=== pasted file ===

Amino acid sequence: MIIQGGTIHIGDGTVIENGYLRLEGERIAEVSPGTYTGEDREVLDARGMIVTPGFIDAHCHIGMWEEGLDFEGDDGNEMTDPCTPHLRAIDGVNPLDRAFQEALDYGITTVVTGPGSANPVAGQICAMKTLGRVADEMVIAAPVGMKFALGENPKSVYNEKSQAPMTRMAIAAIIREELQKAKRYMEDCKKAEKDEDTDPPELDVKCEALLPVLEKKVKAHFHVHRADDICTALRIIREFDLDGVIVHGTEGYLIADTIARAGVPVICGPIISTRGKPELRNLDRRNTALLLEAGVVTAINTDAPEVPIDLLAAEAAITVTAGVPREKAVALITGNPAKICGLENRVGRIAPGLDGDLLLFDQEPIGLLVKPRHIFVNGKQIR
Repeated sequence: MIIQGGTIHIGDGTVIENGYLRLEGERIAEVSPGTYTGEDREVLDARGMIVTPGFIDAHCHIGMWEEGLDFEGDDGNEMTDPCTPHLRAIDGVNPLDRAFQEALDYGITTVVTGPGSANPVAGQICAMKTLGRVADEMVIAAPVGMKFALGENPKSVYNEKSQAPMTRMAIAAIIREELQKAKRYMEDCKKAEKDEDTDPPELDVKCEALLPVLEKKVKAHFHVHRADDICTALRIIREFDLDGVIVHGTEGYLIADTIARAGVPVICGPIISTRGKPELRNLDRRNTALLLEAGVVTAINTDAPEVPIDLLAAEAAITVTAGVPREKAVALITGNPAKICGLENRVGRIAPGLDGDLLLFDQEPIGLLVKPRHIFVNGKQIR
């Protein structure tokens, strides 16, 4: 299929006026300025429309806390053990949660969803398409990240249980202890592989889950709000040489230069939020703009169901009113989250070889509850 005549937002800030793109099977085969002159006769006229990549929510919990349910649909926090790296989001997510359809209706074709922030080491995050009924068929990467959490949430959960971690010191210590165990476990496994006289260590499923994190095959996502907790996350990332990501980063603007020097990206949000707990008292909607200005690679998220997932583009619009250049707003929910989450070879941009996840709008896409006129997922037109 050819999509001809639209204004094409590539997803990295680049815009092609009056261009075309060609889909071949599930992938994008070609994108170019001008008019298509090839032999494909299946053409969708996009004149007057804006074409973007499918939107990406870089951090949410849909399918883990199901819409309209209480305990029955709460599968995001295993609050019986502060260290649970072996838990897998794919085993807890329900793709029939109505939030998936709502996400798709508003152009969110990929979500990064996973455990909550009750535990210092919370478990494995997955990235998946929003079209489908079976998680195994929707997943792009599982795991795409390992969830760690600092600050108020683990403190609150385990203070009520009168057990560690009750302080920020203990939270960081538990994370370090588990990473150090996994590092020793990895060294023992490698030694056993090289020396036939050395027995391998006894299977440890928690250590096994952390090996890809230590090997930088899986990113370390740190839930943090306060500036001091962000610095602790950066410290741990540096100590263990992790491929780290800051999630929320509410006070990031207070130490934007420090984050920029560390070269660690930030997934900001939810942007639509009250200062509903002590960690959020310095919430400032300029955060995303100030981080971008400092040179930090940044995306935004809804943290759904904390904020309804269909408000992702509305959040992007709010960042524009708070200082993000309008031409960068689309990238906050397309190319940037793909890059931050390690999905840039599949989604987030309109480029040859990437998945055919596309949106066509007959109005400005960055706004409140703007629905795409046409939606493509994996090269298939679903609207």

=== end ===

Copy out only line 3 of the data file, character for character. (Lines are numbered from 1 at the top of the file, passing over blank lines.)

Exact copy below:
């Protein structure tokens, strides 16, 4: 299929006026300025429309806390053990949660969803398409990240249980202890592989889950709000040489230069939020703009169901009113989250070889509850 005549937002800030793109099977085969002159006769006229990549929510919990349910649909926090790296989001997510359809209706074709922030080491995050009924068929990467959490949430959960971690010191210590165990476990496994006289260590499923994190095959996502907790996350990332990501980063603007020097990206949000707990008292909607200005690679998220997932583009619009250049707003929910989450070879941009996840709008896409006129997922037109 050819999509001809639209204004094409590539997803990295680049815009092609009056261009075309060609889909071949599930992938994008070609994108170019001008008019298509090839032999494909299946053409969708996009004149007057804006074409973007499918939107990406870089951090949410849909399918883990199901819409309209209480305990029955709460599968995001295993609050019986502060260290649970072996838990897998794919085993807890329900793709029939109505939030998936709502996400798709508003152009969110990929979500990064996973455990909550009750535990210092919370478990494995997955990235998946929003079209489908079976998680195994929707997943792009599982795991795409390992969830760690600092600050108020683990403190609150385990203070009520009168057990560690009750302080920020203990939270960081538990994370370090588990990473150090996994590092020793990895060294023992490698030694056993090289020396036939050395027995391998006894299977440890928690250590096994952390090996890809230590090997930088899986990113370390740190839930943090306060500036001091962000610095602790950066410290741990540096100590263990992790491929780290800051999630929320509410006070990031207070130490934007420090984050920029560390070269660690930030997934900001939810942007639509009250200062509903002590960690959020310095919430400032300029955060995303100030981080971008400092040179930090940044995306935004809804943290759904904390904020309804269909408000992702509305959040992007709010960042524009708070200082993000309008031409960068689309990238906050397309190319940037793909890059931050390690999905840039599949989604987030309109480029040859990437998945055919596309949106066509007959109005400005960055706004409140703007629905795409046409939606493509994996090269298939679903609207």